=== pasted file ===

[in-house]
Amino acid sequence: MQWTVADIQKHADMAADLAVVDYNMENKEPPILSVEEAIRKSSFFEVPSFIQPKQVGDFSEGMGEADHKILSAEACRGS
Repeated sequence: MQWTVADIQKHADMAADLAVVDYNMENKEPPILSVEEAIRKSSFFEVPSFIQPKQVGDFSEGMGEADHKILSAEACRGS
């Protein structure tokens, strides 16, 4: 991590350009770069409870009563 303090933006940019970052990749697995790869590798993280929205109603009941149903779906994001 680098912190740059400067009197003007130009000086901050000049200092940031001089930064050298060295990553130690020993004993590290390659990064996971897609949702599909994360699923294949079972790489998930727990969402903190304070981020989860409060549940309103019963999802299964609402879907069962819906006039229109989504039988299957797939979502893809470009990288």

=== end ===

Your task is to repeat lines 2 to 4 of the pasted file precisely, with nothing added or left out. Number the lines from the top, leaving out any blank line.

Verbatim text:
Amino acid sequence: MQWTVADIQKHADMAADLAVVDYNMENKEPPILSVEEAIRKSSFFEVPSFIQPKQVGDFSEGMGEADHKILSAEACRGS
Repeated sequence: MQWTVADIQKHADMAADLAVVDYNMENKEPPILSVEEAIRKSSFFEVPSFIQPKQVGDFSEGMGEADHKILSAEACRGS
């Protein structure tokens, strides 16, 4: 991590350009770069409870009563 303090933006940019970052990749697995790869590798993280929205109603009941149903779906994001 680098912190740059400067009197003007130009000086901050000049200092940031001089930064050298060295990553130690020993004993590290390659990064996971897609949702599909994360699923294949079972790489998930727990969402903190304070981020989860409060549940309103019963999802299964609402879907069962819906006039229109989504039988299957797939979502893809470009990288």